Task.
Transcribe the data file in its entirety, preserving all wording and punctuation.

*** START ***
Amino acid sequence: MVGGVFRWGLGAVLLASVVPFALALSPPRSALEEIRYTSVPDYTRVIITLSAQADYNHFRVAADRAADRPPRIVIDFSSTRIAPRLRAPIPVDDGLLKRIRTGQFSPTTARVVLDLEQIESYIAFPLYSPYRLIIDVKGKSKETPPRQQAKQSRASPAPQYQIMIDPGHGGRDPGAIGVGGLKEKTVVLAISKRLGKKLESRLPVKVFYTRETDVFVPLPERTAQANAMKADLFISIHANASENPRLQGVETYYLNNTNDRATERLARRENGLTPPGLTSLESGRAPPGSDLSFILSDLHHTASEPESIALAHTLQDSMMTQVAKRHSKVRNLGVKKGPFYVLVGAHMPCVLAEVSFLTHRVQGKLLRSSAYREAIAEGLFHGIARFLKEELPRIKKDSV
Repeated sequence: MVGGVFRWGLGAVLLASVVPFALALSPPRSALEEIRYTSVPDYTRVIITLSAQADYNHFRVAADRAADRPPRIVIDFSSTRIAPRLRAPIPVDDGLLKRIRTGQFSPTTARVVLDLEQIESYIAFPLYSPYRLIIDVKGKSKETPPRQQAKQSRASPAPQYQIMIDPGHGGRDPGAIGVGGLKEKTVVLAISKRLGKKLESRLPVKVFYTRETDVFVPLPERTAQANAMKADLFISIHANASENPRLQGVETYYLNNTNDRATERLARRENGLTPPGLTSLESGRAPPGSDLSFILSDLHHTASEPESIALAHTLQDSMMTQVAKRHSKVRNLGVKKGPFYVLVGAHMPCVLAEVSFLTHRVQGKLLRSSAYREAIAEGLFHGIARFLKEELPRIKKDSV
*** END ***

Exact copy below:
Amino acid sequence: MVGGVFRWGLGAVLLASVVPFALALSPPRSALEEIRYTSVPDYTRVIITLSAQADYNHFRVAADRAADRPPRIVIDFSSTRIAPRLRAPIPVDDGLLKRIRTGQFSPTTARVVLDLEQIESYIAFPLYSPYRLIIDVKGKSKETPPRQQAKQSRASPAPQYQIMIDPGHGGRDPGAIGVGGLKEKTVVLAISKRLGKKLESRLPVKVFYTRETDVFVPLPERTAQANAMKADLFISIHANASENPRLQGVETYYLNNTNDRATERLARRENGLTPPGLTSLESGRAPPGSDLSFILSDLHHTASEPESIALAHTLQDSMMTQVAKRHSKVRNLGVKKGPFYVLVGAHMPCVLAEVSFLTHRVQGKLLRSSAYREAIAEGLFHGIARFLKEELPRIKKDSV
Repeated sequence: MVGGVFRWGLGAVLLASVVPFALALSPPRSALEEIRYTSVPDYTRVIITLSAQADYNHFRVAADRAADRPPRIVIDFSSTRIAPRLRAPIPVDDGLLKRIRTGQFSPTTARVVLDLEQIESYIAFPLYSPYRLIIDVKGKSKETPPRQQAKQSRASPAPQYQIMIDPGHGGRDPGAIGVGGLKEKTVVLAISKRLGKKLESRLPVKVFYTRETDVFVPLPERTAQANAMKADLFISIHANASENPRLQGVETYYLNNTNDRATERLARRENGLTPPGLTSLESGRAPPGSDLSFILSDLHHTASEPESIALAHTLQDSMMTQVAKRHSKVRNLGVKKGPFYVLVGAHMPCVLAEVSFLTHRVQGKLLRSSAYREAIAEGLFHGIARFLKEELPRIKKDSV